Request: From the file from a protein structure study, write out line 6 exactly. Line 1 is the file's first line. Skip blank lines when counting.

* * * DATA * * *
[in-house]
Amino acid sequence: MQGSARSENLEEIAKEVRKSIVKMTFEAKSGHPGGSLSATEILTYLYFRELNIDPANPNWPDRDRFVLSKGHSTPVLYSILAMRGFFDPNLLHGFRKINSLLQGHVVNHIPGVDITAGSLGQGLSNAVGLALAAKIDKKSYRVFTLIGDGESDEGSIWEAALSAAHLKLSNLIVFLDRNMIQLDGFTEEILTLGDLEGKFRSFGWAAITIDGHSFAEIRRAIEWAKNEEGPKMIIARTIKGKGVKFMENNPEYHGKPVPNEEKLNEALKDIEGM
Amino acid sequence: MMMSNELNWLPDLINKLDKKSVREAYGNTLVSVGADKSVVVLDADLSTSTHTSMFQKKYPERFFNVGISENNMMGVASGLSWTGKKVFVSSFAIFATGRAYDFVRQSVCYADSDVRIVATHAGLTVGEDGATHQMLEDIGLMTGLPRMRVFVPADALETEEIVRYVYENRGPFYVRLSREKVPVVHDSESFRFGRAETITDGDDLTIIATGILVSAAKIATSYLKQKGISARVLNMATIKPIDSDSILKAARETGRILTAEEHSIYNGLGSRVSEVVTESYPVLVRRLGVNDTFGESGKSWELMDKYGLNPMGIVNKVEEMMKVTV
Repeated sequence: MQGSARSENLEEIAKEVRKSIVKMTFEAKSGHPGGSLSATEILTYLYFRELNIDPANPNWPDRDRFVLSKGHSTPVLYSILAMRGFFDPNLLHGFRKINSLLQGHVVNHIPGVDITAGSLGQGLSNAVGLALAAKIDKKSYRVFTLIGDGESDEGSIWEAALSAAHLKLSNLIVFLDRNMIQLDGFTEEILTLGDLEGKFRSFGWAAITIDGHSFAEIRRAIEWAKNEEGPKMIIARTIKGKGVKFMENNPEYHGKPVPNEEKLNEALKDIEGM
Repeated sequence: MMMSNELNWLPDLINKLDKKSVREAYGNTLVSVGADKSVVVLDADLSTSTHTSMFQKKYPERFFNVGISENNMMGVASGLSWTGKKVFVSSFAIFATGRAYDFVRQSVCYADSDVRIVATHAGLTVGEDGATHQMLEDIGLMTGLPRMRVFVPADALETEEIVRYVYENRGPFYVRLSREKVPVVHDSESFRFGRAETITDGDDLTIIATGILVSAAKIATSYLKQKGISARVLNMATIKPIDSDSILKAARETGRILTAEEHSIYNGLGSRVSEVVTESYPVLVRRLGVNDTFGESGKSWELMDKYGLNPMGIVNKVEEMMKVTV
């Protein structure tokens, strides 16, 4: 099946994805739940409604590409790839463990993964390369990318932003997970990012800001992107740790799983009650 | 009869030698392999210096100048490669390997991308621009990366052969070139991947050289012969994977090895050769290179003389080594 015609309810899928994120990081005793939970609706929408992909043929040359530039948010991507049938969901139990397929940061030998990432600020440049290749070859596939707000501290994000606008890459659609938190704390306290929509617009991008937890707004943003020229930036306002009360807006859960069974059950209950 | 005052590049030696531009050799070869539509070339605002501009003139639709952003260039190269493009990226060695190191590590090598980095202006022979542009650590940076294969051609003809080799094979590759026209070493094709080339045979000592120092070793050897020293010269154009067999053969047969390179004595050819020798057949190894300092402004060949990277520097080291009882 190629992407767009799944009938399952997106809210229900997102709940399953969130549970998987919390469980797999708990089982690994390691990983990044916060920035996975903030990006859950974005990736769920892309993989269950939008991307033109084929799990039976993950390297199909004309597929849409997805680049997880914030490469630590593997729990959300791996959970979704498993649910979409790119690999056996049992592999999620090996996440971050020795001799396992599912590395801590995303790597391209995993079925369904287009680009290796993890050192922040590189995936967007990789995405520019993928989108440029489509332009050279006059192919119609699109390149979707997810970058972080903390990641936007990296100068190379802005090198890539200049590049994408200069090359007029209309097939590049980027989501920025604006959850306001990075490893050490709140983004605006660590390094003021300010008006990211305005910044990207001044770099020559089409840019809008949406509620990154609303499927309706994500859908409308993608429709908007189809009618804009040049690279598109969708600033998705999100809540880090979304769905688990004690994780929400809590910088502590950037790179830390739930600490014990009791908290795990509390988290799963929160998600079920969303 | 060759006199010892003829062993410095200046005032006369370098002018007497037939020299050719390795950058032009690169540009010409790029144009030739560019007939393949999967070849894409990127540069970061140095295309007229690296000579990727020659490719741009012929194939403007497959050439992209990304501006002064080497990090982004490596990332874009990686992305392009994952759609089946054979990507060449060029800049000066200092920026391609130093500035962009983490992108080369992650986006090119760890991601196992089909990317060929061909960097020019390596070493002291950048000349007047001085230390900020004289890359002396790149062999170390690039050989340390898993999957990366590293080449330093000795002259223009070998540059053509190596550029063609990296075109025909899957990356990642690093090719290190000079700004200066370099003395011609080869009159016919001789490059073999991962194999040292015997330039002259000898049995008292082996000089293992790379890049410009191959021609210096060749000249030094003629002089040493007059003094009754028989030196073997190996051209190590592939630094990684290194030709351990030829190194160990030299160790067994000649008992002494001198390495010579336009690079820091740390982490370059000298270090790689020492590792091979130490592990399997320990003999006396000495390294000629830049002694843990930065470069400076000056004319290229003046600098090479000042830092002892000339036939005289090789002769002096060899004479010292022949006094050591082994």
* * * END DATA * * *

């Protein structure tokens, strides 16, 4: 099946994805739940409604590409790839463990993964390369990318932003997970990012800001992107740790799983009650 | 009869030698392999210096100048490669390997991308621009990366052969070139991947050289012969994977090895050769290179003389080594 015609309810899928994120990081005793939970609706929408992909043929040359530039948010991507049938969901139990397929940061030998990432600020440049290749070859596939707000501290994000606008890459659609938190704390306290929509617009991008937890707004943003020229930036306002009360807006859960069974059950209950 | 005052590049030696531009050799070869539509070339605002501009003139639709952003260039190269493009990226060695190191590590090598980095202006022979542009650590940076294969051609003809080799094979590759026209070493094709080339045979000592120092070793050897020293010269154009067999053969047969390179004595050819020798057949190894300092402004060949990277520097080291009882 190629992407767009799944009938399952997106809210229900997102709940399953969130549970998987919390469980797999708990089982690994390691990983990044916060920035996975903030990006859950974005990736769920892309993989269950939008991307033109084929799990039976993950390297199909004309597929849409997805680049997880914030490469630590593997729990959300791996959970979704498993649910979409790119690999056996049992592999999620090996996440971050020795001799396992599912590395801590995303790597391209995993079925369904287009680009290796993890050192922040590189995936967007990789995405520019993928989108440029489509332009050279006059192919119609699109390149979707997810970058972080903390990641936007990296100068190379802005090198890539200049590049994408200069090359007029209309097939590049980027989501920025604006959850306001990075490893050490709140983004605006660590390094003021300010008006990211305005910044990207001044770099020559089409840019809008949406509620990154609303499927309706994500859908409308993608429709908007189809009618804009040049690279598109969708600033998705999100809540880090979304769905688990004690994780929400809590910088502590950037790179830390739930600490014990009791908290795990509390988290799963929160998600079920969303 | 060759006199010892003829062993410095200046005032006369370098002018007497037939020299050719390795950058032009690169540009010409790029144009030739560019007939393949999967070849894409990127540069970061140095295309007229690296000579990727020659490719741009012929194939403007497959050439992209990304501006002064080497990090982004490596990332874009990686992305392009994952759609089946054979990507060449060029800049000066200092920026391609130093500035962009983490992108080369992650986006090119760890991601196992089909990317060929061909960097020019390596070493002291950048000349007047001085230390900020004289890359002396790149062999170390690039050989340390898993999957990366590293080449330093000795002259223009070998540059053509190596550029063609990296075109025909899957990356990642690093090719290190000079700004200066370099003395011609080869009159016919001789490059073999991962194999040292015997330039002259000898049995008292082996000089293992790379890049410009191959021609210096060749000249030094003629002089040493007059003094009754028989030196073997190996051209190590592939630094990684290194030709351990030829190194160990030299160790067994000649008992002494001198390495010579336009690079820091740390982490370059000298270090790689020492590792091979130490592990399997320990003999006396000495390294000629830049002694843990930065470069400076000056004319290229003046600098090479000042830092002892000339036939005289090789002769002096060899004479010292022949006094050591082994």